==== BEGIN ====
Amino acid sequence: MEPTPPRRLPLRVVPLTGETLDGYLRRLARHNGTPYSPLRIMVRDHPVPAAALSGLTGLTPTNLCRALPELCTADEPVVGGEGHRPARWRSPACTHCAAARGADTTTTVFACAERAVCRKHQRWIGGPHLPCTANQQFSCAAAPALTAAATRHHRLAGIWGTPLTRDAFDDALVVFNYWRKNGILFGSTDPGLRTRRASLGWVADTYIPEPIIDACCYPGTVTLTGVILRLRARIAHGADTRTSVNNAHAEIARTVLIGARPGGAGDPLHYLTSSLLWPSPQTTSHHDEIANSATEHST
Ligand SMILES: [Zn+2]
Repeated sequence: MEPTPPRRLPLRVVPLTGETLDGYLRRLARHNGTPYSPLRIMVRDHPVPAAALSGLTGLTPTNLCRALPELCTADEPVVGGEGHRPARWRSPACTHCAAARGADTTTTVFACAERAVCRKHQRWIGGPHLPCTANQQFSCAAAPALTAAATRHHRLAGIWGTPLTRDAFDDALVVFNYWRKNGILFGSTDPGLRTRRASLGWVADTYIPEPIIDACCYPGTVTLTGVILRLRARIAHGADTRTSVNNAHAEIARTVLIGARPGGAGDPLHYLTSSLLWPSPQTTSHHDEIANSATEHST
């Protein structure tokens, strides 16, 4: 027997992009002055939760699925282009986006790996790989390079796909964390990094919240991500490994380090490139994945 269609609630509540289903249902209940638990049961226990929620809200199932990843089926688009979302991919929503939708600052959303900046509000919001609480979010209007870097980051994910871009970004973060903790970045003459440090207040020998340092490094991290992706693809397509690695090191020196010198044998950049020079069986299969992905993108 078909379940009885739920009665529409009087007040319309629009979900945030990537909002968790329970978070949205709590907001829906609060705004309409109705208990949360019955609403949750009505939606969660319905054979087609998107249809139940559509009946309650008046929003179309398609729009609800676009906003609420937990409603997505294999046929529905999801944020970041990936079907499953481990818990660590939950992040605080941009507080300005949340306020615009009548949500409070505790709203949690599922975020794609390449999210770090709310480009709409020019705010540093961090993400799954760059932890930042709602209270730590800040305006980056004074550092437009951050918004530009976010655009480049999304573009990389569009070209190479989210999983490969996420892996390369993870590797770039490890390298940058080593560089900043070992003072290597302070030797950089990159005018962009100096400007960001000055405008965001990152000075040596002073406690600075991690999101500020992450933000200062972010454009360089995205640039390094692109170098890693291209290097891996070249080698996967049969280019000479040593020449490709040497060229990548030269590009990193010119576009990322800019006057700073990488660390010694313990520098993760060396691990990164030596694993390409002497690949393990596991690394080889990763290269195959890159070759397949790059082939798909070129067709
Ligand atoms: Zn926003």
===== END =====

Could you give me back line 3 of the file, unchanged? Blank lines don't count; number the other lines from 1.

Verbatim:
Repeated sequence: MEPTPPRRLPLRVVPLTGETLDGYLRRLARHNGTPYSPLRIMVRDHPVPAAALSGLTGLTPTNLCRALPELCTADEPVVGGEGHRPARWRSPACTHCAAARGADTTTTVFACAERAVCRKHQRWIGGPHLPCTANQQFSCAAAPALTAAATRHHRLAGIWGTPLTRDAFDDALVVFNYWRKNGILFGSTDPGLRTRRASLGWVADTYIPEPIIDACCYPGTVTLTGVILRLRARIAHGADTRTSVNNAHAEIARTVLIGARPGGAGDPLHYLTSSLLWPSPQTTSHHDEIANSATEHST